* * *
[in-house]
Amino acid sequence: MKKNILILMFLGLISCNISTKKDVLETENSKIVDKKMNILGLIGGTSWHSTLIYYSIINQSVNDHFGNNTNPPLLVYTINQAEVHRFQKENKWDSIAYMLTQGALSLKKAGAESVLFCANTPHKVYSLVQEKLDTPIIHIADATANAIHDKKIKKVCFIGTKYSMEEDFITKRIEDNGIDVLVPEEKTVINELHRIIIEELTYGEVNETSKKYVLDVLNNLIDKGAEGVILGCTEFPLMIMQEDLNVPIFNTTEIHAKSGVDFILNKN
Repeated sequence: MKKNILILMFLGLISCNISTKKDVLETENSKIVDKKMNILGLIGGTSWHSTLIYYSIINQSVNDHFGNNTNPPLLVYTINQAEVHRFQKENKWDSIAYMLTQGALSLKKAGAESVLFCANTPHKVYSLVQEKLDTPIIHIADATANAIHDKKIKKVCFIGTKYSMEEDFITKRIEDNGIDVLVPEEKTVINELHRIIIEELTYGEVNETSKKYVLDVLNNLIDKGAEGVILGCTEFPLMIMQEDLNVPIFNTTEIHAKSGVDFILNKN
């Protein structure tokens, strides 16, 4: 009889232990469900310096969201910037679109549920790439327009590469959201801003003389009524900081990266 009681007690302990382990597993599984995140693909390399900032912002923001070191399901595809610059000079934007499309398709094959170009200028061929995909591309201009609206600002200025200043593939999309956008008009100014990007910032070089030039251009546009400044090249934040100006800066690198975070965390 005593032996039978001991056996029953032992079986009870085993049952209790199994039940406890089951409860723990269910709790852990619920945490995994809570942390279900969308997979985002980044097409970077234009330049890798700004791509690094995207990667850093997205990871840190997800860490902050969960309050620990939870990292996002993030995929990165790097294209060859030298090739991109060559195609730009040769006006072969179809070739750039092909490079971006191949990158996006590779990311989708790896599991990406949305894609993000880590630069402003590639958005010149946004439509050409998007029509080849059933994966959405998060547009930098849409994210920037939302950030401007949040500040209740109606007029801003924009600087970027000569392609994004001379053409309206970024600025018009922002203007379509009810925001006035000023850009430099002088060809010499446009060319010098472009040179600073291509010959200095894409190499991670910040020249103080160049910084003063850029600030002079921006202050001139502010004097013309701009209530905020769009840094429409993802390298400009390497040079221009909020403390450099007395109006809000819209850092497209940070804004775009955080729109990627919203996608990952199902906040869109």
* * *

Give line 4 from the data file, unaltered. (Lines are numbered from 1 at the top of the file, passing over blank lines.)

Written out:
């Protein structure tokens, strides 16, 4: 009889232990469900310096969201910037679109549920790439327009590469959201801003003389009524900081990266 009681007690302990382990597993599984995140693909390399900032912002923001070191399901595809610059000079934007499309398709094959170009200028061929995909591309201009609206600002200025200043593939999309956008008009100014990007910032070089030039251009546009400044090249934040100006800066690198975070965390 005593032996039978001991056996029953032992079986009870085993049952209790199994039940406890089951409860723990269910709790852990619920945490995994809570942390279900969308997979985002980044097409970077234009330049890798700004791509690094995207990667850093997205990871840190997800860490902050969960309050620990939870990292996002993030995929990165790097294209060859030298090739991109060559195609730009040769006006072969179809070739750039092909490079971006191949990158996006590779990311989708790896599991990406949305894609993000880590630069402003590639958005010149946004439509050409998007029509080849059933994966959405998060547009930098849409994210920037939302950030401007949040500040209740109606007029801003924009600087970027000569392609994004001379053409309206970024600025018009922002203007379509009810925001006035000023850009430099002088060809010499446009060319010098472009040179600073291509010959200095894409190499991670910040020249103080160049910084003063850029600030002079921006202050001139502010004097013309701009209530905020769009840094429409993802390298400009390497040079221009909020403390450099007395109006809000819209850092497209940070804004775009955080729109990627919203996608990952199902906040869109």